who see beyond the conventional confines of the older art into the new field of mer chandise. These men believe that a tin con tainer should be as beautifully and as care fully designed as a precious jewel case, and that all commodities, whether they fall into the luxury or the everyday class, should be so considered. 2 Now as to the "new artist." What is his mental make-uphis philosophy? The ideal artist of this sort should combine in himself the eyes of a painter, the sensitive ness for shape of a sculptor, the love for materials of a craftsman, the feeling for con struction of an engineer, together with a knowledge of the aesthetic possibilities of new materials. He differs from the "fine arts" artist very decidedly; he seeks no refuge from life. He is not interested either in portraying existing beauty he finds in nature or in picturing his dreams on a canvas. Quite on the contrary, he wants his dreams to come true; he wants to build up a new world where every little thing is pleasingly shaped and which tells not only of efficiency but of love and care as well, such a world as existed for centuries in old China before the big wall was broken down by the inferior European civilization. He is a lover of life in all its phaseshe knows how to appreciate the natural beauty of a piece of stone and how to bring out the intrinsic aesthetic quality of a sheet of cork or a plate of steel. 3 It seems to me that a great part of the credit for this movement must go to the ad vertising agencies. Not that they sponsored it for entirely idealistic reasons. In many LIGHTING FIXTURE BY BRUNO PAUL 35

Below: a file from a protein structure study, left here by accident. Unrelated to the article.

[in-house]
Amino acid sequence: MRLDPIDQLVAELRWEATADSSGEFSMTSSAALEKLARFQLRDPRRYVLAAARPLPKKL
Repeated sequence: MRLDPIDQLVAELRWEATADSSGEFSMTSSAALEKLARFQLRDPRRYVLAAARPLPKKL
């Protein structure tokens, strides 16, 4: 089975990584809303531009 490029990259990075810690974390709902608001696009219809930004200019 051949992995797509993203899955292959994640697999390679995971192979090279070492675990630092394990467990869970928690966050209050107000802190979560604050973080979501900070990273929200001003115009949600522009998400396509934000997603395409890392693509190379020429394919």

Advertising Arts en | 1930 | | page 49